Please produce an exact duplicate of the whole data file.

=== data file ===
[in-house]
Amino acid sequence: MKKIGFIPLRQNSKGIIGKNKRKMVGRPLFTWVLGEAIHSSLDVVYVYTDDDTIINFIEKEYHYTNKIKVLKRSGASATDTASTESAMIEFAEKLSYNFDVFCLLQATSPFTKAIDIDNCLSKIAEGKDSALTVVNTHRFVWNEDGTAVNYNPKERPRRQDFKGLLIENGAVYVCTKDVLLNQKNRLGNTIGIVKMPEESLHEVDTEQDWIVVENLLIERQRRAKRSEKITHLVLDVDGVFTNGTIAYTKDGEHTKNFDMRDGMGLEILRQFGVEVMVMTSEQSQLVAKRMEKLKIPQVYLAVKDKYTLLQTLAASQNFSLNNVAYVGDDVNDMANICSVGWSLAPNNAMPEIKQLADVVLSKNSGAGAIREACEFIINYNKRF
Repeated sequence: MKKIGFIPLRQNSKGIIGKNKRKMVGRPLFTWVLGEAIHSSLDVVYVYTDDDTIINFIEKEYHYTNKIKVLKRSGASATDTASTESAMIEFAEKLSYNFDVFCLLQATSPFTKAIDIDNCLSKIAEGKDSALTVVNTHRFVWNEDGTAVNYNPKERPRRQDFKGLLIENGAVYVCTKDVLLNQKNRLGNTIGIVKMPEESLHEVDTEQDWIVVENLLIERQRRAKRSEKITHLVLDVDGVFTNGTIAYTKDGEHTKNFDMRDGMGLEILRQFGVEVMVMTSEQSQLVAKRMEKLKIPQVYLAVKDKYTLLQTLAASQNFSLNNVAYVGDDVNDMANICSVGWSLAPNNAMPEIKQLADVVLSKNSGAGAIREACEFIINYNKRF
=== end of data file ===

[in-house]
Amino acid sequence: MKKIGFIPLRQNSKGIIGKNKRKMVGRPLFTWVLGEAIHSSLDVVYVYTDDDTIINFIEKEYHYTNKIKVLKRSGASATDTASTESAMIEFAEKLSYNFDVFCLLQATSPFTKAIDIDNCLSKIAEGKDSALTVVNTHRFVWNEDGTAVNYNPKERPRRQDFKGLLIENGAVYVCTKDVLLNQKNRLGNTIGIVKMPEESLHEVDTEQDWIVVENLLIERQRRAKRSEKITHLVLDVDGVFTNGTIAYTKDGEHTKNFDMRDGMGLEILRQFGVEVMVMTSEQSQLVAKRMEKLKIPQVYLAVKDKYTLLQTLAASQNFSLNNVAYVGDDVNDMANICSVGWSLAPNNAMPEIKQLADVVLSKNSGAGAIREACEFIINYNKRF
Repeated sequence: MKKIGFIPLRQNSKGIIGKNKRKMVGRPLFTWVLGEAIHSSLDVVYVYTDDDTIINFIEKEYHYTNKIKVLKRSGASATDTASTESAMIEFAEKLSYNFDVFCLLQATSPFTKAIDIDNCLSKIAEGKDSALTVVNTHRFVWNEDGTAVNYNPKERPRRQDFKGLLIENGAVYVCTKDVLLNQKNRLGNTIGIVKMPEESLHEVDTEQDWIVVENLLIERQRRAKRSEKITHLVLDVDGVFTNGTIAYTKDGEHTKNFDMRDGMGLEILRQFGVEVMVMTSEQSQLVAKRMEKLKIPQVYLAVKDKYTLLQTLAASQNFSLNNVAYVGDDVNDMANICSVGWSLAPNNAMPEIKQLADVVLSKNSGAGAIREACEFIINYNKRF